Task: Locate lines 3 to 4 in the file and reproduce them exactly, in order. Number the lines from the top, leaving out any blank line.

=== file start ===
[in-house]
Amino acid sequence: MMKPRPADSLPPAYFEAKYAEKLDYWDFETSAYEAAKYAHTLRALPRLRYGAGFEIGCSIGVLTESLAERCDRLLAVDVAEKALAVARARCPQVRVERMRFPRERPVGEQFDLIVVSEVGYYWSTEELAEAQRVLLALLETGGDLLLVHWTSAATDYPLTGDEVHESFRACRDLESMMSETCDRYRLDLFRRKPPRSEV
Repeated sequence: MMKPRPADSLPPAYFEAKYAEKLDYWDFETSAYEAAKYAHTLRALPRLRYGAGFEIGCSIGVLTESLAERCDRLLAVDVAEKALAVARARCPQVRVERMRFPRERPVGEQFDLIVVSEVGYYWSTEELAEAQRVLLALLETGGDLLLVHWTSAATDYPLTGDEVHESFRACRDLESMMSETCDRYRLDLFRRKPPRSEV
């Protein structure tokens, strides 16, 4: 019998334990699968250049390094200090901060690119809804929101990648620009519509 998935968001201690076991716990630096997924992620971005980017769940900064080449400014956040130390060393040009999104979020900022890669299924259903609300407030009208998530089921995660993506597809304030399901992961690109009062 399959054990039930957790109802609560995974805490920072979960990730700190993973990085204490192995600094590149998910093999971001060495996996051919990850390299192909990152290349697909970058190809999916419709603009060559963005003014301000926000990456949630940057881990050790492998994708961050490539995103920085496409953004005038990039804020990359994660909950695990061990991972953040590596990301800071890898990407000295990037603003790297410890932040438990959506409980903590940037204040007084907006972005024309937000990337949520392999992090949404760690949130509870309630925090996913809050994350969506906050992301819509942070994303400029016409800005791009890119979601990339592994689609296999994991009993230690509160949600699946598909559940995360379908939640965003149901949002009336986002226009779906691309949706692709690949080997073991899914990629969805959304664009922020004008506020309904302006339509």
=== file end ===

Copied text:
Repeated sequence: MMKPRPADSLPPAYFEAKYAEKLDYWDFETSAYEAAKYAHTLRALPRLRYGAGFEIGCSIGVLTESLAERCDRLLAVDVAEKALAVARARCPQVRVERMRFPRERPVGEQFDLIVVSEVGYYWSTEELAEAQRVLLALLETGGDLLLVHWTSAATDYPLTGDEVHESFRACRDLESMMSETCDRYRLDLFRRKPPRSEV
């Protein structure tokens, strides 16, 4: 019998334990699968250049390094200090901060690119809804929101990648620009519509 998935968001201690076991716990630096997924992620971005980017769940900064080449400014956040130390060393040009999104979020900022890669299924259903609300407030009208998530089921995660993506597809304030399901992961690109009062 399959054990039930957790109802609560995974805490920072979960990730700190993973990085204490192995600094590149998910093999971001060495996996051919990850390299192909990152290349697909970058190809999916419709603009060559963005003014301000926000990456949630940057881990050790492998994708961050490539995103920085496409953004005038990039804020990359994660909950695990061990991972953040590596990301800071890898990407000295990037603003790297410890932040438990959506409980903590940037204040007084907006972005024309937000990337949520392999992090949404760690949130509870309630925090996913809050994350969506906050992301819509942070994303400029016409800005791009890119979601990339592994689609296999994991009993230690509160949600699946598909559940995360379908939640965003149901949002009336986002226009779906691309949706692709690949080997073991899914990629969805959304664009922020004008506020309904302006339509």